Yo, pictures are up from the Capoeira West 2005 Batizado:
The batizado brought together groups from all over to Japan, allowing the participants to play against players using a variety of styles and techniques. It was fascinating to see the game being played by such high level players, to observe how the balances between trickery, speed, flexibility, acrobatics, and strength affect the mood and pacing of the game.
The coolest thing about this martial art is that if you look at the faces of the participants, almost everyone is wearing a smile and is having a good time. Though sometimes it is appropriate to strike another player and to inflict injury, mostly the participants do not play to hurt each other, and rather just demonstrate moves rather than carry a potentially dangerous kick or sweep to completion.
I?ve been told that you have to be careful when you play with students from other schools, but I?ve only heard and read about ruthlessness in the roda second-hand. From what I’ve seen in Japan, capoeira does not tend to attract the same meatheads, the guys who are out there to prove their manliness by exerting dominance on every one, that other martial arts do.
I often hear people say that capoeira is not effective as a martial art. Then why haven’t we seen people use it in Pride, UFC, or K1? Well, in these venues, other martial arts have an edge. For pit fight situations like these muay thai, jiu-jitsu, shoot fighting, etc… give a fighter the edge. I would also argue that, like Aikido, it takes a lot of time and practice before one can use it to fight proficiently in contrast to the relatively little training it takes someone learning jiu-jitsu before that training can be effectively applied in a real fight situation. But mostly, choosing to engage in such a fight goes against the philosophy of capoeira, which preaches cunning and trickery over brute strength.
Luring an opponent into attacking and then springing a trap when they least expect it is how the capoerista would choose to engage an enemy. For example, he might feign a retreat or a fall to the ground, and then instantly spring back and ambush the attacker with a powerful kick. And if he is at a disadvantage or starts losing the fight, then running away is a completely acceptable option. This is no Cobra Kai approach to life.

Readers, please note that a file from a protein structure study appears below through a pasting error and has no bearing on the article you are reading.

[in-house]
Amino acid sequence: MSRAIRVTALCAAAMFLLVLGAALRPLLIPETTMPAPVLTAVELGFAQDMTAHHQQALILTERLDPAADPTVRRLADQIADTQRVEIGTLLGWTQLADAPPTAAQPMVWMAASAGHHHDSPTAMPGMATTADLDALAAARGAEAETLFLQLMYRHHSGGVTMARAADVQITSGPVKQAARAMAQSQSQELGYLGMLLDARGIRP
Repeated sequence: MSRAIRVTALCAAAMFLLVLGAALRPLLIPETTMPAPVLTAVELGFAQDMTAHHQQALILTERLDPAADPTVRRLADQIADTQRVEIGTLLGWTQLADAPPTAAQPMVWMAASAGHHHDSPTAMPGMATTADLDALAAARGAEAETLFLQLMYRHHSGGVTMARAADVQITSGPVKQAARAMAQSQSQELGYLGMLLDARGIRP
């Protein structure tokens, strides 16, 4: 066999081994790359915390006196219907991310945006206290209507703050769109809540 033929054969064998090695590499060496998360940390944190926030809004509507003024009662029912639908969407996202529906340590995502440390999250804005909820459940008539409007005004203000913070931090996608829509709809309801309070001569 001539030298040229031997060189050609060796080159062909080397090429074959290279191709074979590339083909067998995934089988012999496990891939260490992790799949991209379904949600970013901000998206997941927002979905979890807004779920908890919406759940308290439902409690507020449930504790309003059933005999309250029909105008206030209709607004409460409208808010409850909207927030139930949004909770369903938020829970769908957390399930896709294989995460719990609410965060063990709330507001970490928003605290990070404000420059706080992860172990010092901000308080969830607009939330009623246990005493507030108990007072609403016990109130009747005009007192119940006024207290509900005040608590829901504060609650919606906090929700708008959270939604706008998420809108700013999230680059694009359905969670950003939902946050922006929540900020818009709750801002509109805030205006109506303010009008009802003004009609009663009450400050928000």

Mestre Bimba was once asked “What would you do if someone pointed a gun to your chest?” to which he replied “Then I would die, my son.”. There is no conventional sense of “honor” in this martial art, which was built from the practical knowledge of those who needed to protect themselves and fight outnumbered and outgunned, against all odds. Survival and learning to thrive amid the hardships of life are the values inherent in capoeira.
In Brazil, capoeiristas are known to fight holding razorblades in their hands and between their toes. The lateral shift of the jinga, the use of cartwheels and acrobatics, and the dazzling movements on the ground look a lot more dangerous if you can picture how these graceful movements could be used to slice and dice an unwary opponent. It?s interesting to note that members of the older generation are viewed both as lawless thugs and as protectors against the government and police. Many of them kept the nightsticks of police that they had defeated in street fights as trophies, and one famous capoeirista actually went into police headquarters and returned his sizable collection to them as a taunt (In case you were interested, these accounts were taken from Capoeira: A Brazillian Art Form by Bira Almeida and The Little Capoeira Book by Nestor Capoeira). Now that?s bad ass.